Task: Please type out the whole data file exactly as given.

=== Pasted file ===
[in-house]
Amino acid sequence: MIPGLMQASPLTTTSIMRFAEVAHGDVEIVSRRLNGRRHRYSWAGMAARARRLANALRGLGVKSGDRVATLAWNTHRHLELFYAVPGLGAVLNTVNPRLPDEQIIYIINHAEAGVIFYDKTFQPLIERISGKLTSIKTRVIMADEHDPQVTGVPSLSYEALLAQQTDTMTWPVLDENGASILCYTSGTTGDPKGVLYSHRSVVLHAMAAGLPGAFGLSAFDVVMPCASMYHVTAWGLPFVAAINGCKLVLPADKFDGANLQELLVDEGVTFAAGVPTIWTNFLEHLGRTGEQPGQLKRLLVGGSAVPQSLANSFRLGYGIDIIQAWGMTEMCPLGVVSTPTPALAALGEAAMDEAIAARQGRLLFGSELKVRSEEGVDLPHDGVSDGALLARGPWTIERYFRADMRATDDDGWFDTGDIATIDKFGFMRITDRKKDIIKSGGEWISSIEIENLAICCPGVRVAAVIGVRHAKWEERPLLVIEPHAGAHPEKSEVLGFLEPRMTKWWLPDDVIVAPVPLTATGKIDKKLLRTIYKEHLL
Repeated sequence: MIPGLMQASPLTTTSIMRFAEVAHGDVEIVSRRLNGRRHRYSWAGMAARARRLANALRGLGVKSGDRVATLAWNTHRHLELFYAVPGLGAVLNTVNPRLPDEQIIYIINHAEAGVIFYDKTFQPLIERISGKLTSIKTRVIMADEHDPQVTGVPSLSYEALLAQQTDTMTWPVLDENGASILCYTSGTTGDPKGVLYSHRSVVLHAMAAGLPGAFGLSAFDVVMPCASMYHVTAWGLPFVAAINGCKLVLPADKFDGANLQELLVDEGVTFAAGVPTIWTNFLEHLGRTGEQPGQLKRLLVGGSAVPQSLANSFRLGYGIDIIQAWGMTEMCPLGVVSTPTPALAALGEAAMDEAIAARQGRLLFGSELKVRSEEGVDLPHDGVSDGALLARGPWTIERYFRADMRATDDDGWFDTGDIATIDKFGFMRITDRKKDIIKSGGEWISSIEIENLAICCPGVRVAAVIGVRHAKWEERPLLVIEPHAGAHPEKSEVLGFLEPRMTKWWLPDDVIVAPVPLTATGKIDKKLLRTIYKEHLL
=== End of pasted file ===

[in-house]
Amino acid sequence: MIPGLMQASPLTTTSIMRFAEVAHGDVEIVSRRLNGRRHRYSWAGMAARARRLANALRGLGVKSGDRVATLAWNTHRHLELFYAVPGLGAVLNTVNPRLPDEQIIYIINHAEAGVIFYDKTFQPLIERISGKLTSIKTRVIMADEHDPQVTGVPSLSYEALLAQQTDTMTWPVLDENGASILCYTSGTTGDPKGVLYSHRSVVLHAMAAGLPGAFGLSAFDVVMPCASMYHVTAWGLPFVAAINGCKLVLPADKFDGANLQELLVDEGVTFAAGVPTIWTNFLEHLGRTGEQPGQLKRLLVGGSAVPQSLANSFRLGYGIDIIQAWGMTEMCPLGVVSTPTPALAALGEAAMDEAIAARQGRLLFGSELKVRSEEGVDLPHDGVSDGALLARGPWTIERYFRADMRATDDDGWFDTGDIATIDKFGFMRITDRKKDIIKSGGEWISSIEIENLAICCPGVRVAAVIGVRHAKWEERPLLVIEPHAGAHPEKSEVLGFLEPRMTKWWLPDDVIVAPVPLTATGKIDKKLLRTIYKEHLL
Repeated sequence: MIPGLMQASPLTTTSIMRFAEVAHGDVEIVSRRLNGRRHRYSWAGMAARARRLANALRGLGVKSGDRVATLAWNTHRHLELFYAVPGLGAVLNTVNPRLPDEQIIYIINHAEAGVIFYDKTFQPLIERISGKLTSIKTRVIMADEHDPQVTGVPSLSYEALLAQQTDTMTWPVLDENGASILCYTSGTTGDPKGVLYSHRSVVLHAMAAGLPGAFGLSAFDVVMPCASMYHVTAWGLPFVAAINGCKLVLPADKFDGANLQELLVDEGVTFAAGVPTIWTNFLEHLGRTGEQPGQLKRLLVGGSAVPQSLANSFRLGYGIDIIQAWGMTEMCPLGVVSTPTPALAALGEAAMDEAIAARQGRLLFGSELKVRSEEGVDLPHDGVSDGALLARGPWTIERYFRADMRATDDDGWFDTGDIATIDKFGFMRITDRKKDIIKSGGEWISSIEIENLAICCPGVRVAAVIGVRHAKWEERPLLVIEPHAGAHPEKSEVLGFLEPRMTKWWLPDDVIVAPVPLTATGKIDKKLLRTIYKEHLL